Although the Battle of the Atlantic was swinging our way by this time, there were still some exciting moments. We still dreaded those calm moonlit nights when convoys were sitting targets for U-boats. They used to gather in wolf packs and I can remember the pipe going and the message coming over the tannoy. This is the Captain speaking. I have just heard that we have a pack of five U-boats ahead of us. Good luck, everyone. We used to scramble the Swordfish and waited nervously for the next report. The corvettes, both English and Canadian, used to rush around the convoy dropping depth charges whenever they picked up a sonar echo.
On one occasion one of the planes launched a torpedo at a submarine on the surface and sank it and the corvettes used to claim their successes. The reverberation of depth charges going off used to thud through the relatively thin hull of the Nairana. Not very comforting when one was below in the workshops. But there were losses among the merchant ships and nothing was worse than hearing a dull thump and to know that somewhere out there a ship had just been torpedoed. It was worse at night as the glare from a burning tanker especially lit up the sky and silhouetted all the ships. Everyone scattered and then it was a problem rounding them all up again.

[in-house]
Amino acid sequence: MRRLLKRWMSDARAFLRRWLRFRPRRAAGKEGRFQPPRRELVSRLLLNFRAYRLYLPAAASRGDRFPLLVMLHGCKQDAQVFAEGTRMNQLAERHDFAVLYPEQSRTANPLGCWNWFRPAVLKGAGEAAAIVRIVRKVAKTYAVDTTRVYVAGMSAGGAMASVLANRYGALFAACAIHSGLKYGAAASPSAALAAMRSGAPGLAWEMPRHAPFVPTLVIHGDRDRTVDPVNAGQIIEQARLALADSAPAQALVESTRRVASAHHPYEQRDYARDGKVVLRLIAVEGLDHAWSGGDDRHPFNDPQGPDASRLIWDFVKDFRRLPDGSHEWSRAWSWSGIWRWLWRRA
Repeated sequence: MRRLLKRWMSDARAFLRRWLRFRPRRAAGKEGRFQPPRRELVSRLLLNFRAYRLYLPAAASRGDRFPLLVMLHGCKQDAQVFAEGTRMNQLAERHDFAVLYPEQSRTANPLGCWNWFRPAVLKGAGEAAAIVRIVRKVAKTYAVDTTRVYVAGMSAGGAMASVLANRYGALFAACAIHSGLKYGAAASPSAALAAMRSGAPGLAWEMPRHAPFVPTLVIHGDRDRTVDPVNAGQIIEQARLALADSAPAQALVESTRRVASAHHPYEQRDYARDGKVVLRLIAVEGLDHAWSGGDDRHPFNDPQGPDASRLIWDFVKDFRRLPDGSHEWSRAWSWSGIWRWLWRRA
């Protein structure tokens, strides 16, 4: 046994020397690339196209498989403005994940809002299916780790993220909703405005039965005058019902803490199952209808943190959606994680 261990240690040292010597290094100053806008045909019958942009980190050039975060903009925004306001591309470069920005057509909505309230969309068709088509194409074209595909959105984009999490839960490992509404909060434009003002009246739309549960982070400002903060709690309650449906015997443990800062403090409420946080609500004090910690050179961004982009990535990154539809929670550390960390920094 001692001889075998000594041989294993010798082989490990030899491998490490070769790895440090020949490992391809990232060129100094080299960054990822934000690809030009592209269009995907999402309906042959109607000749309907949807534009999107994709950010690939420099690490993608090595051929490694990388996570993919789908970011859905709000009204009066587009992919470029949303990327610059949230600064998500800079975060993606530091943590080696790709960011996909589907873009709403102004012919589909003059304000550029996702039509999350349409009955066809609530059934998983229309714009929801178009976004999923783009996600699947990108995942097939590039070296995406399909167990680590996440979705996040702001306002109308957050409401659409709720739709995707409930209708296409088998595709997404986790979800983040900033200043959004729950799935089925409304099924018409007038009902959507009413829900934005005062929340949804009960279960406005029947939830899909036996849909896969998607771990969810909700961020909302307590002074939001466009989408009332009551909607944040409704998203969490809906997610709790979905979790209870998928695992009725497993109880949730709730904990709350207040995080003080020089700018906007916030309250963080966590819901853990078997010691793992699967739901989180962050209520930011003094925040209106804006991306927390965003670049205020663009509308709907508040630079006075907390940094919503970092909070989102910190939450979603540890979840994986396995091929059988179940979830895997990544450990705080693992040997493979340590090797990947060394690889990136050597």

Landing a Swordfish in rough seas on a small carrier was not easy and a lot of our work was to readjust the radar aerials on the wing struts of a plane, especially after we had spliced two bits of an aircraft together. This was generally done back in the Clyde when the wings from one ‘pranged kite’ were put on the fuselage from another. This was the occasion of my first flight. Ailsa Craig that feature of the Clyde estuary made a perfect homing target and threw up an excellent echo blip on the screen.
On this particular occasion I was detailed to the checking flight and see that the aerials were correctly aligned and that the aircraft could home in on the carrier out in mid-ocean. The radar equipment on a Swordfish was in the observer’s cockpit, open to the sky and behind the pilots. The Naiana was streaming full speed into the wind and we took off. It had been arranged that I would do the radar check first and then hand over to the pilot for the rest. We did various homing runs on Ailsa Craig and checked the different ranges on the screen. The radar had a large rubber visor on the screen to cut out light and so one did one’s test with eyes glued to the screen giving instructions to the pilot by the intercom.